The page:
A U.S. District Court judge has rejected helmer John Sayles’ attempt to dismiss a copyright infringement suit against him for the film “Passion Fish.” The ruling Friday means Sayles will have to face the copyright suit in Virginia, where plaintiff Ginny Towler resides.
In the suit, Towler contends that Sayles and his two corporations — Atchafalaya Film and Esperanza Inc. — along with Miramax Film Corp. and SCS Communications “comprehensively and non-literally” copied her screenplay “Crossed Wires, or Bobbie and Wendy Were Neighbors” and turned it into “Passion Fish.”
The film garnered two Oscar nominations, for Sayles’ screenplay and Mary McDonnell’s lead performance.
Sayles, through the Washington law firm of Ross, Dixon & Masback, filed the motion to dismiss on jurisdictional grounds, but District Judge Claude Hilton rejected the claim because the film had been distributed in theaters and video stores throughout Virginia.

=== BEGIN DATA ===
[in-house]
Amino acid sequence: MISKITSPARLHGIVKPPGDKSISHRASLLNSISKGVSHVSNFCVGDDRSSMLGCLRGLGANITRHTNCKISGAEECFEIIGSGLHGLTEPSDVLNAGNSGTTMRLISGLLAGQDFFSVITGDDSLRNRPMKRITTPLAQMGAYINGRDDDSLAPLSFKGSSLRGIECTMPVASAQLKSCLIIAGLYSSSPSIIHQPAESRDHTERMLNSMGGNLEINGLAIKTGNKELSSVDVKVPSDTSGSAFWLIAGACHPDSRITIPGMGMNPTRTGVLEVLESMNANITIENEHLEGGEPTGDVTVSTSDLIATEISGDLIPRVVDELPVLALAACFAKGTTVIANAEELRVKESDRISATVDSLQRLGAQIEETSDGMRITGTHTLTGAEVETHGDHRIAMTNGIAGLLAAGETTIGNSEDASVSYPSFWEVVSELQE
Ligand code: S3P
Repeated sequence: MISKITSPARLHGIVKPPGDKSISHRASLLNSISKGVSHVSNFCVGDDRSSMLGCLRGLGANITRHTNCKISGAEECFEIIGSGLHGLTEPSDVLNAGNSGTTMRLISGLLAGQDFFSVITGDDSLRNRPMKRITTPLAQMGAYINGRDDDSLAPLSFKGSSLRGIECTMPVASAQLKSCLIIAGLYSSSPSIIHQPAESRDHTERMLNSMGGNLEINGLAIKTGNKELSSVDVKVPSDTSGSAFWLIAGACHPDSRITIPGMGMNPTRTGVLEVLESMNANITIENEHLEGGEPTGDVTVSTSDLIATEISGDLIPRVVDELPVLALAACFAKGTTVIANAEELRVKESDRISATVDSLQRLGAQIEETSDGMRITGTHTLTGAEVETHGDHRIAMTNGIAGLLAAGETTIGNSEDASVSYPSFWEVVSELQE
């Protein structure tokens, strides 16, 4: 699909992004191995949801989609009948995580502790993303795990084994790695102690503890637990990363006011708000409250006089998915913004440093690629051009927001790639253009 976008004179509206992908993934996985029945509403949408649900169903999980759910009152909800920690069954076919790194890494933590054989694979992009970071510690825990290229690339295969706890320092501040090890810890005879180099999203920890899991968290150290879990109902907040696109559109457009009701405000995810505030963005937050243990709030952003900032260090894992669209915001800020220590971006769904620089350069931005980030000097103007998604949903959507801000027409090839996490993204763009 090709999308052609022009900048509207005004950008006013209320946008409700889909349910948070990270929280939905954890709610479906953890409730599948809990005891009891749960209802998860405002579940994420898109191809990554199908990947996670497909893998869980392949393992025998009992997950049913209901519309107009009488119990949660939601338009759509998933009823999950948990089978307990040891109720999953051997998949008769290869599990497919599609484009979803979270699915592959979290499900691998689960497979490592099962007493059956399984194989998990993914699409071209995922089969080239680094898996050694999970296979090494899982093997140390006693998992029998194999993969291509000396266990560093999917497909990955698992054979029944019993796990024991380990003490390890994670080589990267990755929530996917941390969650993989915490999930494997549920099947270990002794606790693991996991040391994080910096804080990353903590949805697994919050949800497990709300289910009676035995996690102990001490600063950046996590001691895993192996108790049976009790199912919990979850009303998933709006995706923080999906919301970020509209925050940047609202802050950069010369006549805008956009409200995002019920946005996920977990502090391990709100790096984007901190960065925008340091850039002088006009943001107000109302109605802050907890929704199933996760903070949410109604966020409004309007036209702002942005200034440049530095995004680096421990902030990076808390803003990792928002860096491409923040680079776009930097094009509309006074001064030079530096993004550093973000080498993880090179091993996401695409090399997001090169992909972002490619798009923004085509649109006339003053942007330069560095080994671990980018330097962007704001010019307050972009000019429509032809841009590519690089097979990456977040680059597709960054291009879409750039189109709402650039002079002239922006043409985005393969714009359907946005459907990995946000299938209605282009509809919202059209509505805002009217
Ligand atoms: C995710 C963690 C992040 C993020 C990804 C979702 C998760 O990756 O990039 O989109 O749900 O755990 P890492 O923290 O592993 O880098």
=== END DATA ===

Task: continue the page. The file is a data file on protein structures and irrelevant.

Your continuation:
Sayles and his attorneys could not be reached for comment.
Miramax spokeswoman Julie Polkes said she was not aware the company had been named in the suit, but added, “John Sayles is one of the most original artists around and the company is 100% supportive of him.”
Towler, a Justice Dept. lawyer, said “Crossed Wires” was her first script. The piece won the ’92 Writers Guild of America/East Foundation Screenwriting fellowship.